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TitreComparison of the Data-Driven Random Forests Model and a Knowledge-Driven Method for Mineral Prospectivity Mapping: A Case Study for Gold Deposits Around the Huritz Group and Nueltin Suite, Nunavut, Canada
AuteurMcKay, G; Harris, J R
SourceNatural Resources Research vol. 25, issue 2, 2016 p. 125-143, https://doi.org/10.1007/s11053-015-9274-z
Année2016
Séries alt.Secteur des sciences de la Terre, Contribution externe 20160328
ÉditeurInternational Association for Mathematical Geosciences
Documentpublication en série
Lang.anglais
DOIhttps://doi.org/10.1007/s11053-015-9274-z
Mediapapier; en ligne; numérique
Formatspdf
ProvinceNunavut
SNRC65B; 65C; 65D
Lat/Long OENS-102.0000 -96.0000 61.0000 60.0000
Sujetsor; prospection
Illustrationslocation maps; geological sketch map; tables; flow charts; diagrams; graphs
ProgrammeGéologie du substratum rocheux et des dépôts meubles du sud de la province de Rae, GEM2 : La géocartographie de l'énergie et des minéraux
Résumé(disponible en anglais seulement)
This paper outlines the process taken to create two separate gold prospectivity maps. The first was created using a combination of several knowledge-driven (KD) techniques. The second was created using a relatively new classification method called random forests (RF). The purpose of this study was to examine the results of theRFtechnique and to compare the results to that of the KD model. The datasets used for the creation of evidence maps for the gold prospectivity mapping include a comprehensive lake sediment geochemical dataset, interpreted geological structures (form lines), mapped and interpreted faults, lithology, topographic features (lakes), and known Au occurrences. The RF method performed well in that the gold prospectivity map created was a better predictor of the knownAuoccurrences than theKDgold prospectivitymap. This was further validated by a fivefold repetition using a subset of the input training areas. Several advantages to the use of RF include (1) the ability to take both continuous and/or categorical data as variable inputs, (2) an internal, unbiased estimation of the mapping error (out-of-bag error) removing the need for a cross-validation of the final outputs to determine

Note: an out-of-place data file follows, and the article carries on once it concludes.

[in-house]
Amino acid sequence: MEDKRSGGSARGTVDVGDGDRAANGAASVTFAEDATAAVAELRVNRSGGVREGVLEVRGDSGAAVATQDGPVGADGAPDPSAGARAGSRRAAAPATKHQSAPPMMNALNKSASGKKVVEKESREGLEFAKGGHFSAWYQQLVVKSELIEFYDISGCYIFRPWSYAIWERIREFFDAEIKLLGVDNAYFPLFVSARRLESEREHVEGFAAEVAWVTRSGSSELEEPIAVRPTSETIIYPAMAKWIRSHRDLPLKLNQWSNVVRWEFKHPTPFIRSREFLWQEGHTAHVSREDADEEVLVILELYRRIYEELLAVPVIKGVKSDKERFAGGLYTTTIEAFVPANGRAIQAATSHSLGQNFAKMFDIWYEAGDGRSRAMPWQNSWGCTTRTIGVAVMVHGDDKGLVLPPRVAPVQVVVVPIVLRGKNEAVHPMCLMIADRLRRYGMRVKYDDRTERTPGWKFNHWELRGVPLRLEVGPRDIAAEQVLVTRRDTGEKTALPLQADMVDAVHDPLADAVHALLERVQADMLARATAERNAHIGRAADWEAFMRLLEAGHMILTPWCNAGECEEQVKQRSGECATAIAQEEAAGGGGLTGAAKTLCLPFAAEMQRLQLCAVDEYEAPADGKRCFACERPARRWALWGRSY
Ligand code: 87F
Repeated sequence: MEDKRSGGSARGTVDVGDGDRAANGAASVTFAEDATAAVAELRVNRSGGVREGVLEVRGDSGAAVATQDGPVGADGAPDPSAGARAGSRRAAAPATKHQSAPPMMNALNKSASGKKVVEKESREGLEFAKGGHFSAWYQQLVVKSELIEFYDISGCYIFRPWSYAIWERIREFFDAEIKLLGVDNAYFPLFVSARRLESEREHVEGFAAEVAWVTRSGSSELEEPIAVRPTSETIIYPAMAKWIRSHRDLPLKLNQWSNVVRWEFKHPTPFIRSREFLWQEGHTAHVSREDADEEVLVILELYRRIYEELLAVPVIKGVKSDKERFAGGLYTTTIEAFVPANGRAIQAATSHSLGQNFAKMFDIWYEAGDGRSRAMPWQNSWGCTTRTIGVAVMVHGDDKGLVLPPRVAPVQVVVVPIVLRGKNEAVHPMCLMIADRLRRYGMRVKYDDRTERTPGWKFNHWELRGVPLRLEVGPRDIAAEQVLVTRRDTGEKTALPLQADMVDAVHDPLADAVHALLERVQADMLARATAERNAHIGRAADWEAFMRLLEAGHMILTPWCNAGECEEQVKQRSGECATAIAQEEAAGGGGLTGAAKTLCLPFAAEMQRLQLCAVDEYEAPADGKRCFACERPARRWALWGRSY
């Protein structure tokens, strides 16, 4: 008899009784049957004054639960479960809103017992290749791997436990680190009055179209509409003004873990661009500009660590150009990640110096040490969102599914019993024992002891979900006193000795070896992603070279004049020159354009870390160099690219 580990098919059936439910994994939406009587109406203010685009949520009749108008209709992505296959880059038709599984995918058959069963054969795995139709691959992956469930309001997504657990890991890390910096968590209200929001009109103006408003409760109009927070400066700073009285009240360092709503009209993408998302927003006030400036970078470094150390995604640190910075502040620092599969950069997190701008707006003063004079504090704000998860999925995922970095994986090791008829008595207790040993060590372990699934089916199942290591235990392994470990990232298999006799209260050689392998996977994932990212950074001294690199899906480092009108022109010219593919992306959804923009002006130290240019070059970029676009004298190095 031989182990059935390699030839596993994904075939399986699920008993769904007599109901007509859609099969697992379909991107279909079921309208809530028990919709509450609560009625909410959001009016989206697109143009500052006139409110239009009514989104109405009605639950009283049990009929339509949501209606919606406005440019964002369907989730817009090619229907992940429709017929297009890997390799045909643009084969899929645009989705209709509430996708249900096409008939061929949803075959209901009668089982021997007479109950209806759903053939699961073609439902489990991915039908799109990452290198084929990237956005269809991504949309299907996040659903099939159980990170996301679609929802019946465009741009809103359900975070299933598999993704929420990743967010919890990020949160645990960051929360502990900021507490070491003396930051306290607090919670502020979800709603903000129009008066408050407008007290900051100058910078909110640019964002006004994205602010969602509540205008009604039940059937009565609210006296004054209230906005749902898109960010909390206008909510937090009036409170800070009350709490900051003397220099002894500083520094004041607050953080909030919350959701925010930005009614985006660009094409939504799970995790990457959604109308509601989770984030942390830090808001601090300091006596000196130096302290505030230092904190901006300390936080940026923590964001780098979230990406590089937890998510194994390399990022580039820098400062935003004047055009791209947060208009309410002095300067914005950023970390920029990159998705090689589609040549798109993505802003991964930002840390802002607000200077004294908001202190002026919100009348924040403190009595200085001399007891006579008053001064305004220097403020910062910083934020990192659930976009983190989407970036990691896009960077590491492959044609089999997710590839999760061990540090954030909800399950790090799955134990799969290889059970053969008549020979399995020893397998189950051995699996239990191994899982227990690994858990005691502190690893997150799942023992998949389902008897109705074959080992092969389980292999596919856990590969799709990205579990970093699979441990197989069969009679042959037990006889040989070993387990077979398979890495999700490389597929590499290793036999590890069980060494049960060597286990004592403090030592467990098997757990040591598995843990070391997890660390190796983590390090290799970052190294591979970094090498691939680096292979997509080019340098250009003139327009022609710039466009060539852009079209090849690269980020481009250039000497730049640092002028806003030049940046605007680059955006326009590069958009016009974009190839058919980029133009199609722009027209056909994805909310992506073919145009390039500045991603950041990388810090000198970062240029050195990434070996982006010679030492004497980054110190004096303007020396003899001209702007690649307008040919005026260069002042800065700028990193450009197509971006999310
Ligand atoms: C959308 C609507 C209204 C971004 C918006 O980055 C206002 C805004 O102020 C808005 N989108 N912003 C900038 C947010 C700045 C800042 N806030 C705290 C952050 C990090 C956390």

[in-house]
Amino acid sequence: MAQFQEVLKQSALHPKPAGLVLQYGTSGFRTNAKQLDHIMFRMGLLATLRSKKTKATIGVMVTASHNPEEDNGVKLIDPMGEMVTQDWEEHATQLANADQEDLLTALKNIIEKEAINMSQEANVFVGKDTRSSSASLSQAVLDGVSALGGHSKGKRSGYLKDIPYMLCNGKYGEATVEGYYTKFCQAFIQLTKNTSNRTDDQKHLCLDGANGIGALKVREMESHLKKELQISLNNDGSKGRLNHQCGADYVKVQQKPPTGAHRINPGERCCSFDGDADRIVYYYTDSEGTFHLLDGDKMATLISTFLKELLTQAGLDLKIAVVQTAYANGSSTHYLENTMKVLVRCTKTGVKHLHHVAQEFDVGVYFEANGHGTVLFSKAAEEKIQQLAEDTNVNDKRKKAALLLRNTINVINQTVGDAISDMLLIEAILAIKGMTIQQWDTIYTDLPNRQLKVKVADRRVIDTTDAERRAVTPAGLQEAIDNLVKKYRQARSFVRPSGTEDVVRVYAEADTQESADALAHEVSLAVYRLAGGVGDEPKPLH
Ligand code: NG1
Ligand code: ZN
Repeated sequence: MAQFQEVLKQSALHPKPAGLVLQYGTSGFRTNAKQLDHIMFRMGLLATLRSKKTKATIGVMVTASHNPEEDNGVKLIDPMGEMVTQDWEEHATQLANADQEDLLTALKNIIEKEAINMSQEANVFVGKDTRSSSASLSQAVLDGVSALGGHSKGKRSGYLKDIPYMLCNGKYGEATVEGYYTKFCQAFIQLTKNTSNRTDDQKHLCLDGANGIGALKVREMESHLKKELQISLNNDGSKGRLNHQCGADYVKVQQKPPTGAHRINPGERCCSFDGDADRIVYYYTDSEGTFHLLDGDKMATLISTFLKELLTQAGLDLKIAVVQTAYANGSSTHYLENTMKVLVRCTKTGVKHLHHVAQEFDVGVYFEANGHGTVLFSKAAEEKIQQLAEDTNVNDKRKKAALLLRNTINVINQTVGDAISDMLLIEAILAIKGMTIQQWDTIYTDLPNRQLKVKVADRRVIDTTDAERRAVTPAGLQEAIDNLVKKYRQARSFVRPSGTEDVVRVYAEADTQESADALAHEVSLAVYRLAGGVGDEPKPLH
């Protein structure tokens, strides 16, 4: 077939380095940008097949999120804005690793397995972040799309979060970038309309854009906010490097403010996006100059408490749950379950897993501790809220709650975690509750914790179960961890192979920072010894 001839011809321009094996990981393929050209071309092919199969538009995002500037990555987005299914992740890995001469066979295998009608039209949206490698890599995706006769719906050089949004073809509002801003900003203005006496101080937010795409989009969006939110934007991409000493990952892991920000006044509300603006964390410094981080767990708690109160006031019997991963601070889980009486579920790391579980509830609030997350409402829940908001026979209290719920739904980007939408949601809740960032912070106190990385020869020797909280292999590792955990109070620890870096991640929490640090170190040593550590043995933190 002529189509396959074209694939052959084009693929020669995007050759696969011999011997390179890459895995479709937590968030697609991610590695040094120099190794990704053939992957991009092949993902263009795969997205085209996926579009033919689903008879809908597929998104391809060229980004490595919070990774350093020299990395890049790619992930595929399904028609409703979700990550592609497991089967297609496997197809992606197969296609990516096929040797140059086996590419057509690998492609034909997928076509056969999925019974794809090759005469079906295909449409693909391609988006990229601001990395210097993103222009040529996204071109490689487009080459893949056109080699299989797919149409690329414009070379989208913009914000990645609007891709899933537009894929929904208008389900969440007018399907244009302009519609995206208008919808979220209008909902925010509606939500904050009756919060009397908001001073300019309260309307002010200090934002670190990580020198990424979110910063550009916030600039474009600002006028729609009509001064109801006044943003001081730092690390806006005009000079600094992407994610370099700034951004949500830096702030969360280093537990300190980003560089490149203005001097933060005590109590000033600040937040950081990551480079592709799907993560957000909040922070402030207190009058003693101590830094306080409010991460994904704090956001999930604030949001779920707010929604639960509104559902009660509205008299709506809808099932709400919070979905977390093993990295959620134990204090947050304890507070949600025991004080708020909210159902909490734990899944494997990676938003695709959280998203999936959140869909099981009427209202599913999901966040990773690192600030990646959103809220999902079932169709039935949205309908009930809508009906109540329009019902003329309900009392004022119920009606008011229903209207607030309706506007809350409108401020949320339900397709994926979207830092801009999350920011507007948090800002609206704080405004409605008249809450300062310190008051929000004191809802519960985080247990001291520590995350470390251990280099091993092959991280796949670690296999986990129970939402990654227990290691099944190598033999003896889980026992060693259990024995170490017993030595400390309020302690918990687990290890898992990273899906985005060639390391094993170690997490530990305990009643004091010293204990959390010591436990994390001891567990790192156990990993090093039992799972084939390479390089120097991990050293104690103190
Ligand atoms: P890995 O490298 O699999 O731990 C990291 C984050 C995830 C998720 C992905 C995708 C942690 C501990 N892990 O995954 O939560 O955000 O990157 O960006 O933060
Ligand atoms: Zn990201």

accuracy, and (3) the estimation of importance of each input variable. Efficiency of prediction curves illustrates that the RF method performs better than the KD method. The success rate is significantly higher for the RF method than for the KD method.
Résumé(Résumé en langage clair et simple, non publié et disponible en anglais seulement)
This paper compares two methods for producing a map that shows the potential for gold exploration in Northern Canada. We use geochemical, geophysical and geologic data to create the maps.
GEOSCAN ID299665